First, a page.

The news that Harvard University has put over 32,000 digitised Bauhaus School works online set the creative world buzzing recently.
In the 1920s and 30s, a period of increasing mechanization, Bauhaus teachers and students challenged the conventions of fine art, architecture and design by advocating a return to individual craftsmanship. They also rejected the flowers and frills that dominated the design language of the early twentieth century, and instead sought solutions that were simple, rational, and functional – an approach that remains dominant in design today.
In this article, we’ll explore what the movement was about, outline five lessons the Bauhaus School can offer to today’s designers, and demonstrate how contemporary web design continues to show Bauhaus influences.
What was the Bauhaus School?
The Bauhaus School operated in Germany between 1919 and 1933. As a school of thought, it advocated a new way of approaching problems in art, architecture, and design; and as a physical school in Weimar and Dessau, it hosted a succession of prominent course leaders. Teachers included avant-garde artists like Johannes Itten, Paul Klee and Vassily Kandinsky, while Bauhaus students included Josef Albers, Herbert Bayer and Gunta Stölzl.
After the rise of the National Socialists, who effectively shut down the school for its “degenerate” ideas, many members of the Bauhaus travelled to other European countries and the USA to continue their work independently. As a result, “Bauhaus” became a twentieth-century movement reaching far beyond the Weimar Republic.
What was it like to study there?
Education at the Bauhaus School was diverse and hands-on, spanning building theory, carpentry, ceramics, fine art, graphic printing, glass and mural painting, weaving, geometry, mathematics, business administration, metal, photography, printing and advertising, and plastic arts. Even parties and stage performances were part of the curriculum, with students encouraged to experiment in costume and stagecraft.
Whereas a conventional education for an artist might focus on brush technique and paint mixing, a Bauhaus teacher would direct the student to study the fundamentals of colour and form, and encourage experimentation across a whole range of materials and disciplines.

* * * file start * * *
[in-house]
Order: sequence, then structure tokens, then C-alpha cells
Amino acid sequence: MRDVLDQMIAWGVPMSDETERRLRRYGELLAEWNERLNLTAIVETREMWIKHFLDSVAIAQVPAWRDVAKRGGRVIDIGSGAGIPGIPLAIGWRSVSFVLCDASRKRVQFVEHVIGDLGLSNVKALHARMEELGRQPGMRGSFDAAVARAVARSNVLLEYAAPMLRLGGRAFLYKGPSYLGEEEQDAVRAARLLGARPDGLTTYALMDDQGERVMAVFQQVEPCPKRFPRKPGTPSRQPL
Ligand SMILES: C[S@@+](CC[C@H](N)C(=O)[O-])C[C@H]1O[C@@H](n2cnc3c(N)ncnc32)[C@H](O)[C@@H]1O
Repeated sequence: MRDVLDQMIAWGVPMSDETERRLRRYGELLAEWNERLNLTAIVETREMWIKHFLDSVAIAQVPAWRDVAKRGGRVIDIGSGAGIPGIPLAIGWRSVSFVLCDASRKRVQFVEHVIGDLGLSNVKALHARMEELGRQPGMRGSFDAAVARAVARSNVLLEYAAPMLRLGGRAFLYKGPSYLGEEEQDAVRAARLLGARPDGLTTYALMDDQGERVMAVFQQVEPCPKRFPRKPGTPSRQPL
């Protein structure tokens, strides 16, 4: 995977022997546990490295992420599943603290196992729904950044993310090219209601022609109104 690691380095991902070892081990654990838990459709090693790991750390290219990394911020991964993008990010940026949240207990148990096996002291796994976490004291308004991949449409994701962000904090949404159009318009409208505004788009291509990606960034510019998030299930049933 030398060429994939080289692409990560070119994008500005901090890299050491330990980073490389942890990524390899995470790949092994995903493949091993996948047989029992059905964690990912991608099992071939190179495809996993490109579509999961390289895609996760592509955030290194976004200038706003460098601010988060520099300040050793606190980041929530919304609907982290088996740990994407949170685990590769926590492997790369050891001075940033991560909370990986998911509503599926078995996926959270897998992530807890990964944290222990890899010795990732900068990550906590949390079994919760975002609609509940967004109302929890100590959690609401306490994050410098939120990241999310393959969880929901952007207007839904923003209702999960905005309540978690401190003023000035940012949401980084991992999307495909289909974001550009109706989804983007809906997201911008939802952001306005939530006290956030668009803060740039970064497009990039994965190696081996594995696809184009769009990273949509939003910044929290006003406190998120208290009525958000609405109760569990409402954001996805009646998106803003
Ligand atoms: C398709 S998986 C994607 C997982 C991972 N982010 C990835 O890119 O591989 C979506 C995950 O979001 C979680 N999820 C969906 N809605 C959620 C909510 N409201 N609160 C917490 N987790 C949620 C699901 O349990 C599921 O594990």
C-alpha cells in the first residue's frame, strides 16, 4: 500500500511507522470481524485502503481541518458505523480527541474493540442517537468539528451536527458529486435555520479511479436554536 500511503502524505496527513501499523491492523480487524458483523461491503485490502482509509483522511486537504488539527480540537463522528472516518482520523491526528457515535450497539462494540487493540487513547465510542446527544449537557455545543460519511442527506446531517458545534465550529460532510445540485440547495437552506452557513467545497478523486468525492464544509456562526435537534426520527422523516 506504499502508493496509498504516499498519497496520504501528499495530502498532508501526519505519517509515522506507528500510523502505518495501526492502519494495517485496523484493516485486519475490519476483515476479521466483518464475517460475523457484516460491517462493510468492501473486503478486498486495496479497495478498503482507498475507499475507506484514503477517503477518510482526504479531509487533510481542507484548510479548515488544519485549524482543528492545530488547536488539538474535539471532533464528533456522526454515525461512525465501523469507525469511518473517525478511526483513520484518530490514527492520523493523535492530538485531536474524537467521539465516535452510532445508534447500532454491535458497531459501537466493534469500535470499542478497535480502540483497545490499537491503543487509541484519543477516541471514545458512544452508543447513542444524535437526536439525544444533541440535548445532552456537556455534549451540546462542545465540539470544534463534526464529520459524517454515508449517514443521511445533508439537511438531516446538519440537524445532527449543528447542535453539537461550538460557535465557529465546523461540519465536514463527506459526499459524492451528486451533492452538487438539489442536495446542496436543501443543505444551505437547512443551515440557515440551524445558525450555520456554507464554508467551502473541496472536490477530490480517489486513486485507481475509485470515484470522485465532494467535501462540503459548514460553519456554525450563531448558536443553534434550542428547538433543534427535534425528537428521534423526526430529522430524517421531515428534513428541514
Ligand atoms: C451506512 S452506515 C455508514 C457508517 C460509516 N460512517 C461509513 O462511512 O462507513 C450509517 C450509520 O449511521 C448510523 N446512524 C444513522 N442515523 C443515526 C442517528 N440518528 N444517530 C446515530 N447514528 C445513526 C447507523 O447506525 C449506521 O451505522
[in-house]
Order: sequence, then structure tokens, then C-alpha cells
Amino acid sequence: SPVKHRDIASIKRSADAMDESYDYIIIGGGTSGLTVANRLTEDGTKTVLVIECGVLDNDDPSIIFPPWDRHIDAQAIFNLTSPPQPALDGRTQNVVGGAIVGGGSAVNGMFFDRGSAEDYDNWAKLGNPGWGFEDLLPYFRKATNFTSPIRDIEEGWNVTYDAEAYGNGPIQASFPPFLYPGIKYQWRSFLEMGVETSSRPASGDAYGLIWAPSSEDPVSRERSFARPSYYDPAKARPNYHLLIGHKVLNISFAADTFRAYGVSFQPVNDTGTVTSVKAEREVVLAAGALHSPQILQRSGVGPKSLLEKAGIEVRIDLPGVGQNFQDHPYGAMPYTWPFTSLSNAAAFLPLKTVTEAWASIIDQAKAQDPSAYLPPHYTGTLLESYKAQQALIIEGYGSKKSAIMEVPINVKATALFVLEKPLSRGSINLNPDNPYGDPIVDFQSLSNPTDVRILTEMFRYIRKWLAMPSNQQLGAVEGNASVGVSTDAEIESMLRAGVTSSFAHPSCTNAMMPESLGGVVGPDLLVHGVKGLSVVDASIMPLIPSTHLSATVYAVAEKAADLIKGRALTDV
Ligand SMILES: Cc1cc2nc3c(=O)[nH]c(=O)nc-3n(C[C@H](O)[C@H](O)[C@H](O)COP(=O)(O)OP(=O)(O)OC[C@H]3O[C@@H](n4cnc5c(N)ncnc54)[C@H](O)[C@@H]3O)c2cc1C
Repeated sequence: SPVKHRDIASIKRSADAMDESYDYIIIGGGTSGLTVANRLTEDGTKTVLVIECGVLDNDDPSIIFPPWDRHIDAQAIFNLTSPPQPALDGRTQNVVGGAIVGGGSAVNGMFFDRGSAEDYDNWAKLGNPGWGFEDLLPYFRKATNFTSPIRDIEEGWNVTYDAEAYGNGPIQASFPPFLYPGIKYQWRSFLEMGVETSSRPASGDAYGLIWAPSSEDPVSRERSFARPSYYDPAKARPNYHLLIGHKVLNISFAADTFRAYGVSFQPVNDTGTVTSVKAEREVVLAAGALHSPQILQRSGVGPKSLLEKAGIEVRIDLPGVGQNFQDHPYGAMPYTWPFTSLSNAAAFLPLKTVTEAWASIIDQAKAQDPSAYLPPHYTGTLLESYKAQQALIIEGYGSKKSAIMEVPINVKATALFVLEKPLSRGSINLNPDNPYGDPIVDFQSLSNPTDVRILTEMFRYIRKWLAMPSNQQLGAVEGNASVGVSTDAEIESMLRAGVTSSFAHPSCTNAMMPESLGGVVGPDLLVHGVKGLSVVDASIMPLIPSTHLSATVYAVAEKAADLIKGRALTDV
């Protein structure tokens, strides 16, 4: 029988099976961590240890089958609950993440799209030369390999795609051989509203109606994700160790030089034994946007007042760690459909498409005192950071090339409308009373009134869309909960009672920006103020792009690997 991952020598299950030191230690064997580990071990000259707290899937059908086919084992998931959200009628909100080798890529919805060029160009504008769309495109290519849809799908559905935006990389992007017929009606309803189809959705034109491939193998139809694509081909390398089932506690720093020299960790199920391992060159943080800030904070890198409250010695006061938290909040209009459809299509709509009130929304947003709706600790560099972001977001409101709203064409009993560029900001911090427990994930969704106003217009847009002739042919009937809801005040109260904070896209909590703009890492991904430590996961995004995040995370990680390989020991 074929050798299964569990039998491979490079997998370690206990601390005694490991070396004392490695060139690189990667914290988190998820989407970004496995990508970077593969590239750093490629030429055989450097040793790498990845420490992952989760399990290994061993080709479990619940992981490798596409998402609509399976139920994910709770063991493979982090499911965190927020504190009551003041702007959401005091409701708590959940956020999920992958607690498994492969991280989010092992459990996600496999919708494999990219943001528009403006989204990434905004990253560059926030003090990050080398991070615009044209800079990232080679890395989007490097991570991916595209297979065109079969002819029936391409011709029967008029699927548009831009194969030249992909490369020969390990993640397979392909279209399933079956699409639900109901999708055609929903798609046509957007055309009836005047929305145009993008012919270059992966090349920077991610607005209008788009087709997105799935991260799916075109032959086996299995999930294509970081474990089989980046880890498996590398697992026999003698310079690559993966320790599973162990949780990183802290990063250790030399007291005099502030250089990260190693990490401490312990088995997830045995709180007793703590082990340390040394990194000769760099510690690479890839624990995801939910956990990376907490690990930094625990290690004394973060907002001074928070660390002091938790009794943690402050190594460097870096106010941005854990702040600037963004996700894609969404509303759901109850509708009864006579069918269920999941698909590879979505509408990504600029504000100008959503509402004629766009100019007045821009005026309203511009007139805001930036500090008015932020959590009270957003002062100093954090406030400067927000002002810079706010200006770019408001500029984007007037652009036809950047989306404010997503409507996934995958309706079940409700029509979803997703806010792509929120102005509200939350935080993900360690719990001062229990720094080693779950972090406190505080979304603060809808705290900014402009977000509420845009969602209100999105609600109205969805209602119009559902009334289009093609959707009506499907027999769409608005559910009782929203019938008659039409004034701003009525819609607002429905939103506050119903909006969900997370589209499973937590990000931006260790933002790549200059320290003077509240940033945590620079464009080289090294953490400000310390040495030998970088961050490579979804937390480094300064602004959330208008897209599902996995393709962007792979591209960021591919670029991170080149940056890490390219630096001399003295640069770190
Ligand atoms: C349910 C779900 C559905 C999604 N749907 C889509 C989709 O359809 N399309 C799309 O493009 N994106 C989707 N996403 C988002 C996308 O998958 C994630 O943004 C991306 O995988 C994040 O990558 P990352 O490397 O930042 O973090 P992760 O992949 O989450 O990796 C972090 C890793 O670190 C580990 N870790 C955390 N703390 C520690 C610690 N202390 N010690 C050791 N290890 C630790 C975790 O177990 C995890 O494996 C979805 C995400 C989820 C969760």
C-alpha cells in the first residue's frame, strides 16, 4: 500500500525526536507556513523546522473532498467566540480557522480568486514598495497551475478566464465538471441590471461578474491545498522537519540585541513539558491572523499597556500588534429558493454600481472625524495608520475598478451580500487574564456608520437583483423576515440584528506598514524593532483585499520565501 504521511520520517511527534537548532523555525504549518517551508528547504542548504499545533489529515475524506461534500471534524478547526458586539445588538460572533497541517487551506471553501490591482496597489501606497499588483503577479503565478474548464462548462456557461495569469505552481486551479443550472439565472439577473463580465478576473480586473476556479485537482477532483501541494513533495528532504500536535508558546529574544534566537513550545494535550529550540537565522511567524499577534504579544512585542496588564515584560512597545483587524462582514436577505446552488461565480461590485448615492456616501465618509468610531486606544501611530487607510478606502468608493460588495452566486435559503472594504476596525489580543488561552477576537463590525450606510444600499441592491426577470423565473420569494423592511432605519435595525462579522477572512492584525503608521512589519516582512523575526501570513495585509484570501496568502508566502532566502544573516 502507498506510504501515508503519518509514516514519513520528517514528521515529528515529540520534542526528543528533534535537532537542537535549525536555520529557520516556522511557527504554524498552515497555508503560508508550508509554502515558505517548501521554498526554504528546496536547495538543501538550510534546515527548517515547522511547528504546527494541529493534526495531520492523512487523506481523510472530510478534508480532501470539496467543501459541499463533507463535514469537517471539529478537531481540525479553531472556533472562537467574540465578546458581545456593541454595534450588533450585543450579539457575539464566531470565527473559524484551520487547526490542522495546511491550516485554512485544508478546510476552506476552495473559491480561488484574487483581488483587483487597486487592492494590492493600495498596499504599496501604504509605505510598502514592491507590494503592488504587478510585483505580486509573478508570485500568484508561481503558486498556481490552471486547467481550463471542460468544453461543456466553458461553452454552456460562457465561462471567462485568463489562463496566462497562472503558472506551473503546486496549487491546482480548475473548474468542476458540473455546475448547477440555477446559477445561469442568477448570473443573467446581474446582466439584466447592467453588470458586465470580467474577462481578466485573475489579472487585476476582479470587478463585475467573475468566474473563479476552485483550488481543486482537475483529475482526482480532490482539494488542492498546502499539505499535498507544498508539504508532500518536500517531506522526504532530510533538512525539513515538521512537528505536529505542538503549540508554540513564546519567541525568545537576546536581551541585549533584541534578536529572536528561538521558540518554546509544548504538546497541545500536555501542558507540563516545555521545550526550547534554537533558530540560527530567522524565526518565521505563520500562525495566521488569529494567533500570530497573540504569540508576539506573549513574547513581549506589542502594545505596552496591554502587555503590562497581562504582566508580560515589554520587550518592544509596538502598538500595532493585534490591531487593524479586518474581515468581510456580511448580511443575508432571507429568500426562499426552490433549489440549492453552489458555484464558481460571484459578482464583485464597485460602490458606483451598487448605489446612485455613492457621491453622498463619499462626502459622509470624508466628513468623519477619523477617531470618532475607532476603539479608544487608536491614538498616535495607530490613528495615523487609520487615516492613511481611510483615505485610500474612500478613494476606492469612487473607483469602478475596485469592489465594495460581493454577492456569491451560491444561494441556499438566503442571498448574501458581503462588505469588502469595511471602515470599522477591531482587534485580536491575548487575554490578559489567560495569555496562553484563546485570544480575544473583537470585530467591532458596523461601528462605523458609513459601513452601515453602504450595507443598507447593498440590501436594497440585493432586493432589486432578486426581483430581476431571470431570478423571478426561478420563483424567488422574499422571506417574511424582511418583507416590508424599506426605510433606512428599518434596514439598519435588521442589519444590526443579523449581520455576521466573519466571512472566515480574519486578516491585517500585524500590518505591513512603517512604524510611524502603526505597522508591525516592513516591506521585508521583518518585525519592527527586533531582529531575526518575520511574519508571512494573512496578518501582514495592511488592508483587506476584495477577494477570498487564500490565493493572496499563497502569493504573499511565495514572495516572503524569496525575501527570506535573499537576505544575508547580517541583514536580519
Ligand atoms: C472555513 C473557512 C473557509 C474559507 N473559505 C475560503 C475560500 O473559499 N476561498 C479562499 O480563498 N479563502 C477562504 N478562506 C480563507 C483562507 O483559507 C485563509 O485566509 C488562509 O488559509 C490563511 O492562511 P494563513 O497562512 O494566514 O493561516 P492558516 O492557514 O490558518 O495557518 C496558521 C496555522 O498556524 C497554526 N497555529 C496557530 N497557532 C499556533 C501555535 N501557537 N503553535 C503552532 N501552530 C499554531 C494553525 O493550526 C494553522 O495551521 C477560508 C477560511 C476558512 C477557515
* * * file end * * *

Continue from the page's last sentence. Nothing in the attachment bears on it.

Here is a reproduction of Bauhaus founder Walter Gropius’ original diagram of the Bauhaus curriculum. Students entered the preliminary course, covering “elementary form” and basic “studies of materials”. Over the next three years, students were encouraged to experiment in many media, and only after this formation in the fundamentals were the best students allowed to enter the core architecture course (which wasn’t established until 1927).
What set the Bauhaus school apart, though, wasn't so much what they studied, but their new ideas about how to teach and learn. The essence of this philosophy is set out in a brief manifesto by Gropius in 1919:
The art schools [...] must return to the workshop. This world of mere drawing and painting of draughtsmen and applied artists must at long last become a world that builds. When a young person who senses within himself a love for creative endeavour begins his career, as in the past, by learning a trade, the unproductive 'artist' will no longer be condemned to the imperfect practice of art because his skill is now preserved in craftsmanship, where he may achieve excellence. Architects, sculptors, painters—we all must return to craftsmanship!
In his 1931 “Essay on Typography”, Eric Gill echoes Gropius’ manifesto, writing about the loss of craftsmanship that he felt had resulted from industrialism. He advocated a reunion of the artist with their craft.
Some of the items created by Bauhaus students during this period have become iconic, and Bauhaus forms are often found repeated or imitated in today’s furniture and appliances. For example, here is Wilhelm Wagenfeld’s original 1923 lamp, created while he was a student at the Bauhaus, alongside a reproduction still available through retailers today.